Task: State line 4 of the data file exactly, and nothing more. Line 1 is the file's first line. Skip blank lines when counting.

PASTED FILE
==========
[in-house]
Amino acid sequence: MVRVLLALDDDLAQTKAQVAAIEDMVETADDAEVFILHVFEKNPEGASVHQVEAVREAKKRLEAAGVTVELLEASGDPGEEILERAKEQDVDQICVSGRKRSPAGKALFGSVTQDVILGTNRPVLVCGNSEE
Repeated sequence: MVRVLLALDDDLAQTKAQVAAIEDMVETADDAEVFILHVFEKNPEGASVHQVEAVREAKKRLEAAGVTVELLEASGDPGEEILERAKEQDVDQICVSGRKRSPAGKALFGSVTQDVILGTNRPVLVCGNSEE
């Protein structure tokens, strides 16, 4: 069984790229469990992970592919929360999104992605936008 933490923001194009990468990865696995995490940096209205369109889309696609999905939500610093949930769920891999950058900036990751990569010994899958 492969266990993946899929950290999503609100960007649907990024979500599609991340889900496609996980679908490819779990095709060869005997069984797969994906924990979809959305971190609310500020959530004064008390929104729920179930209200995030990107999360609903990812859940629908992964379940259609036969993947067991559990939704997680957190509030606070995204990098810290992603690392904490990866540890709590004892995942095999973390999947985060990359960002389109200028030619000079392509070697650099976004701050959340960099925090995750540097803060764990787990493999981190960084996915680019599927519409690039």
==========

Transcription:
């Protein structure tokens, strides 16, 4: 069984790229469990992970592919929360999104992605936008 933490923001194009990468990865696995995490940096209205369109889309696609999905939500610093949930769920891999950058900036990751990569010994899958 492969266990993946899929950290999503609100960007649907990024979500599609991340889900496609996980679908490819779990095709060869005997069984797969994906924990979809959305971190609310500020959530004064008390929104729920179930209200995030990107999360609903990812859940629908992964379940259609036969993947067991559990939704997680957190509030606070995204990098810290992603690392904490990866540890709590004892995942095999973390999947985060990359960002389109200028030619000079392509070697650099976004701050959340960099925090995750540097803060764990787990493999981190960084996915680019599927519409690039």